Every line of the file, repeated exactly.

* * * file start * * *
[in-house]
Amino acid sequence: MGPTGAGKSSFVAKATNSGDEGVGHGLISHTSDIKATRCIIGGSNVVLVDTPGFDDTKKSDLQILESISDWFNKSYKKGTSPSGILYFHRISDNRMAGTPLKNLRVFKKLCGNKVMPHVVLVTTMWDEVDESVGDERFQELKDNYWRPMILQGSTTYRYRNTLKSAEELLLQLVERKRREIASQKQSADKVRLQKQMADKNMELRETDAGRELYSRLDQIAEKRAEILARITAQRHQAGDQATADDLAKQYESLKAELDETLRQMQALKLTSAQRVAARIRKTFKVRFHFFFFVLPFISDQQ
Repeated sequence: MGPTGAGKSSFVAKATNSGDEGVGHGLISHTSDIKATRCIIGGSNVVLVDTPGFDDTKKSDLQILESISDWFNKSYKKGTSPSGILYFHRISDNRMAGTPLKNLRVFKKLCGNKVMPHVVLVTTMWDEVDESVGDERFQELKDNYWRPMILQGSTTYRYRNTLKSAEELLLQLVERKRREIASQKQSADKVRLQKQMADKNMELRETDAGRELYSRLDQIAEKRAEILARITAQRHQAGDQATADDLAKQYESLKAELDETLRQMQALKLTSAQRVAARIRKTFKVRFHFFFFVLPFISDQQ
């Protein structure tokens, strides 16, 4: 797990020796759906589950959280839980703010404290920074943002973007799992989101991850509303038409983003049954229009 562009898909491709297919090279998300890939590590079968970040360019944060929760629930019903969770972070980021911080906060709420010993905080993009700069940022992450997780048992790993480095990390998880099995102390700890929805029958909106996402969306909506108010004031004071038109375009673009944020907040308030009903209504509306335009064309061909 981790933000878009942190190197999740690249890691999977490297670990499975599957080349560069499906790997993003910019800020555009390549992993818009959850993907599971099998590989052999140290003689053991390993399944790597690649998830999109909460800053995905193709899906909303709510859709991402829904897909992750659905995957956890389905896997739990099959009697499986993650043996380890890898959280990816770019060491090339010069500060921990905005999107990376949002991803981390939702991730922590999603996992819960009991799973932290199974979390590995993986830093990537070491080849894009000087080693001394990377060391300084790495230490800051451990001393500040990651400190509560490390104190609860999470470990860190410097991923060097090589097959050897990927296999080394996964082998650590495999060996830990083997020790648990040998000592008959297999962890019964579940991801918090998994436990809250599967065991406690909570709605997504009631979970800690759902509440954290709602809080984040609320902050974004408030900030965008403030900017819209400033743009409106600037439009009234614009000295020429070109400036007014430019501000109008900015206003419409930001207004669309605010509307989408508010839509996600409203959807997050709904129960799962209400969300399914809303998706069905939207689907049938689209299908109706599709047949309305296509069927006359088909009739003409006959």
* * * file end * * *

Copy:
[in-house]
Amino acid sequence: MGPTGAGKSSFVAKATNSGDEGVGHGLISHTSDIKATRCIIGGSNVVLVDTPGFDDTKKSDLQILESISDWFNKSYKKGTSPSGILYFHRISDNRMAGTPLKNLRVFKKLCGNKVMPHVVLVTTMWDEVDESVGDERFQELKDNYWRPMILQGSTTYRYRNTLKSAEELLLQLVERKRREIASQKQSADKVRLQKQMADKNMELRETDAGRELYSRLDQIAEKRAEILARITAQRHQAGDQATADDLAKQYESLKAELDETLRQMQALKLTSAQRVAARIRKTFKVRFHFFFFVLPFISDQQ
Repeated sequence: MGPTGAGKSSFVAKATNSGDEGVGHGLISHTSDIKATRCIIGGSNVVLVDTPGFDDTKKSDLQILESISDWFNKSYKKGTSPSGILYFHRISDNRMAGTPLKNLRVFKKLCGNKVMPHVVLVTTMWDEVDESVGDERFQELKDNYWRPMILQGSTTYRYRNTLKSAEELLLQLVERKRREIASQKQSADKVRLQKQMADKNMELRETDAGRELYSRLDQIAEKRAEILARITAQRHQAGDQATADDLAKQYESLKAELDETLRQMQALKLTSAQRVAARIRKTFKVRFHFFFFVLPFISDQQ
């Protein structure tokens, strides 16, 4: 797990020796759906589950959280839980703010404290920074943002973007799992989101991850509303038409983003049954229009 562009898909491709297919090279998300890939590590079968970040360019944060929760629930019903969770972070980021911080906060709420010993905080993009700069940022992450997780048992790993480095990390998880099995102390700890929805029958909106996402969306909506108010004031004071038109375009673009944020907040308030009903209504509306335009064309061909 981790933000878009942190190197999740690249890691999977490297670990499975599957080349560069499906790997993003910019800020555009390549992993818009959850993907599971099998590989052999140290003689053991390993399944790597690649998830999109909460800053995905193709899906909303709510859709991402829904897909992750659905995957956890389905896997739990099959009697499986993650043996380890890898959280990816770019060491090339010069500060921990905005999107990376949002991803981390939702991730922590999603996992819960009991799973932290199974979390590995993986830093990537070491080849894009000087080693001394990377060391300084790495230490800051451990001393500040990651400190509560490390104190609860999470470990860190410097991923060097090589097959050897990927296999080394996964082998650590495999060996830990083997020790648990040998000592008959297999962890019964579940991801918090998994436990809250599967065991406690909570709605997504009631979970800690759902509440954290709602809080984040609320902050974004408030900030965008403030900017819209400033743009409106600037439009009234614009000295020429070109400036007014430019501000109008900015206003419409930001207004669309605010509307989408508010839509996600409203959807997050709904129960799962209400969300399914809303998706069905939207689907049938689209299908109706599709047949309305296509069927006359088909009739003409006959």